SUBMIT
COMBINATORICS 
AND GRAPHS
SERGEY
NIKOLENKO

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Combinatorics and graph theory lay at the heart of discrete mathematics and computer science. In the course, we begin with a brief review of the fundamentals of combinatorics---counting, permutations, binomial coefficients, and the pigeonhole principle---and then devote most of the course to the fundamentals of graph theory. We cover the most common definitions and ideas of graph theory, proving important theorems and introducing important algorithms, but mostly aiming to simply establish the common language of discrete mathematics and computer science.

Sergey Nikolenko is a computer scientist with wide experience in machine learning and data analysis, algorithms design and analysis, theoretical computer science, and algebra. He graduated from the St. Petersburg State University in 2005, majoring in algebra (Chevalley groups), and earned his Ph.D. at the Steklov Mathematical Institute at St. Petersburg in 2009 in theoretical computer science (circuit complexity and theoretical cryptography). Since then, Dr. Nikolenko has been interested in machine learning and probabilistic modeling, producing theoretical results and working on practical projects for the industry. He is currently employed at the Steklov Mathematical Institute at St. Petersburg and Higher School of Economics at St. Petersburg. Dr. Nikolenko has more than 100 publications, including top computer science journals and conferences and several books.

• Machine learning: probabilistic graphical models, recommender systems, topic modeling

• Algorithms for networking: competitive analysis, FIB optimization

• Bioinformatics: processing mass-spectrometry data, genome assembly

• Proof theory, automated reasoning, computational complexity, circuit complexity

• Algebra (Chevalley groups), algebraic geometry (motives)

Understand the basic tools of combinatorics for counting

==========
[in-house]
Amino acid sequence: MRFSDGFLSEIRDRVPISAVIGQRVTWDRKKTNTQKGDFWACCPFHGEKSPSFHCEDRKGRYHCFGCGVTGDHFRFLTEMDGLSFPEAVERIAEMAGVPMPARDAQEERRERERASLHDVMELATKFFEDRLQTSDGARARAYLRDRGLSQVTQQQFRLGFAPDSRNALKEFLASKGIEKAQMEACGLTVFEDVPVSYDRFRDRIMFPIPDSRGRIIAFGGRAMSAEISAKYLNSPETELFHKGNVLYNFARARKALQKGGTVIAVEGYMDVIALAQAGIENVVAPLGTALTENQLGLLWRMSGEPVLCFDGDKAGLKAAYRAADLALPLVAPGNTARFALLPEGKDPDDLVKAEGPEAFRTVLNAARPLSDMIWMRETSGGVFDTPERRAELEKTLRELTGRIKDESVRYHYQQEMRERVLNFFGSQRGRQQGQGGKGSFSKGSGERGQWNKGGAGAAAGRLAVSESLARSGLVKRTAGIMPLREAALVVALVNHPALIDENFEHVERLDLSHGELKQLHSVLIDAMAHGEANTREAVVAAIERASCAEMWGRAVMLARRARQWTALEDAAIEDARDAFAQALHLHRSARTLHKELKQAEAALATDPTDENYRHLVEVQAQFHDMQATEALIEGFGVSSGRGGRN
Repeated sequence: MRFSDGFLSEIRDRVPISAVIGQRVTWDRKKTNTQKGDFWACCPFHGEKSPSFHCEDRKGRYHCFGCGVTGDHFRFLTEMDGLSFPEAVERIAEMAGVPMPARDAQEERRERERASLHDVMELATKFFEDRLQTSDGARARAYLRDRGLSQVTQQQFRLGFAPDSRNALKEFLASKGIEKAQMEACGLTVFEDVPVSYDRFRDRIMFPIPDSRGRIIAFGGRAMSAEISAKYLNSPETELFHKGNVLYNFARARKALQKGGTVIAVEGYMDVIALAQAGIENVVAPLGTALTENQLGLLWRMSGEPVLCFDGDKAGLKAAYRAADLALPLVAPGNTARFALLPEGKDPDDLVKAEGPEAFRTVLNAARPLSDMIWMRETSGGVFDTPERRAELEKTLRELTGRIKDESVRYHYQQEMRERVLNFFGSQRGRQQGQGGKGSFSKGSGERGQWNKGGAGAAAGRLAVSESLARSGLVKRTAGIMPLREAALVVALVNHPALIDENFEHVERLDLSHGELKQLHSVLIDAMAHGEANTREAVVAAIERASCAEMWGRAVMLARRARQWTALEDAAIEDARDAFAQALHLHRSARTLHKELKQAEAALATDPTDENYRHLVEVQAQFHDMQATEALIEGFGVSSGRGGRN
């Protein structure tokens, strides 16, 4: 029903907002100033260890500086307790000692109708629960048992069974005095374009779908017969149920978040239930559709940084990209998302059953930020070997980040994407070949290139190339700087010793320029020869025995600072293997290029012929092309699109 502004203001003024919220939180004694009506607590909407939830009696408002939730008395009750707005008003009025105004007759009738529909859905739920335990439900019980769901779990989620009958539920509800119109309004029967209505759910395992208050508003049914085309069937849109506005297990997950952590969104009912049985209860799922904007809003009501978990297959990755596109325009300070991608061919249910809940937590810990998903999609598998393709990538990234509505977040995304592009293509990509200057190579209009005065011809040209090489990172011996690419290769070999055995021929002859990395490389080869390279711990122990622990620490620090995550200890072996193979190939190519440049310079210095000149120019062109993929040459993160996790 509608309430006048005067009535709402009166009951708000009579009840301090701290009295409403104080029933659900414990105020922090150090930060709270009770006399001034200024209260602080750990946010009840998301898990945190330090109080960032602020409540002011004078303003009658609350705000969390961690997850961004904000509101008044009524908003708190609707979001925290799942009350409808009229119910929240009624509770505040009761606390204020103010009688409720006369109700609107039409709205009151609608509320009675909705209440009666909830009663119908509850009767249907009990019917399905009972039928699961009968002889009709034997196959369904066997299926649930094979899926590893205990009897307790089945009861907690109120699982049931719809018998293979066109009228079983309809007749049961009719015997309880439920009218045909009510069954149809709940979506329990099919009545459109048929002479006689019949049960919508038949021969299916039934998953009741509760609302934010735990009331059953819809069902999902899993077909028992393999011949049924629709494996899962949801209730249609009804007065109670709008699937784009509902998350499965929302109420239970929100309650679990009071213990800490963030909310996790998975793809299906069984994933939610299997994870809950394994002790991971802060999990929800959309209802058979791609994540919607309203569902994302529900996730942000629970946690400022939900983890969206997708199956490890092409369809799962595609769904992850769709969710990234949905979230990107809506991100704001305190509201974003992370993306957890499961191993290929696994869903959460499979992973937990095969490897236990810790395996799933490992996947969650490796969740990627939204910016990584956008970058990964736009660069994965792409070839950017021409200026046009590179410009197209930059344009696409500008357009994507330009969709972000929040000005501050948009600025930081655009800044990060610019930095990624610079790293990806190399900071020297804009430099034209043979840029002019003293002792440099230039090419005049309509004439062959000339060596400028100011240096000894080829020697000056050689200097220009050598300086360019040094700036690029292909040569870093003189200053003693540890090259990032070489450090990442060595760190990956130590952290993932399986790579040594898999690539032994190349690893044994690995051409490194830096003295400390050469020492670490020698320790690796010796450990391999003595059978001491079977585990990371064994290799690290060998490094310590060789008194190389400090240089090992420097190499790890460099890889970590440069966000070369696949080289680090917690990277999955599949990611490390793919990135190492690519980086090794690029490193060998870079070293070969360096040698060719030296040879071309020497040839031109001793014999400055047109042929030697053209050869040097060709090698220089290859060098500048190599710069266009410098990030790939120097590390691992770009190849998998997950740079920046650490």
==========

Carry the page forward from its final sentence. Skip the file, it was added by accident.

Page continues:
• Know and understand the basic notions of graph theory

• Be able to prove the basic theorems of graph theory taught in the course

• Know and be able to apply basic algorithms of graph theory taught in the course

SKILLS:

- Machine learning

- Algorithms for networking

- Bioinformatics

- Mathematical Modeling

- Python

ABOUT SERGEY
HARBOUR.SPACE 
WHAT YOU WILL LEARN
RESERVE MY SPOT

DATE: 8 - 26 Jan, 2018 

DURATION: 3 Weeks

LECTURES: 3 Hours per day

LANGUAGE: English

LOCATION: Barcelona, Harbour.Space Campus

COURSE TYPE: Offline

HARBOUR.SPACE UNIVERSITY

RESERVE MY SPOT

@snikolenko

DATE: 8 - 26 Jan, 2018

DURATION: 3 Weeks

LECTURES: 3 Hours per day

LANGUAGE: English

LOCATION: Barcelona, Harbour.Space Campus

COURSE TYPE: Offline

All rights reserved. 2018

Harbour.Space University
Tech Heart
COURSE OUTLINE
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Session 1

Counting

The four principles of counting: addition, multiplication, subtraction, and division. Examples.

Session 4

Graphs: the basics

Definitions: graph, vertex, edge, loop, degree, path, cycle, directed and undirected graphs, connected and disconnected graphs, adjacency matrices.

Session 3

The pigeonhole principle

The pigeonhole principle. Sample applications. The Chinese remainder theorem.

Session 2

Permutations and combinations

Permutations, number of different permutations. Subsets, number of different subsets. Binomial coefficients. Sum of binomial coefficients.

COMBINATORICS AND GRAPHS

BIBLIOGRAPHY

Combinatorics and graph theory lay at the heart of discrete mathematics and computer science. In the course, we begin with a brief review of the fundamentals of combinatorics---counting, permutations, binomial coefficients, and the pigeonhole principle---and then devote most of the course to the fundamentals of graph theory. We cover the most common definitions and ideas of graph theory, proving important theorems and introducing important algorithms, but mostly aiming to simply establish the common language of discrete mathematics and computer science.

Combinatorics and graph theory lay at the heart of discrete mathematics and computer science. In the course, we begin with a brief
review of the fundamentals
of combinatorics---counting, permutations, binomial coefficients, and the pigeonhole principle---and then devote most of the course to the fundamentals of graph theory. We cover the most common definitions and ideas of graph theory, proving important theorems and introducing important algorithms, but mostly aiming to simply establish the common language of discrete mathematics and computer science.

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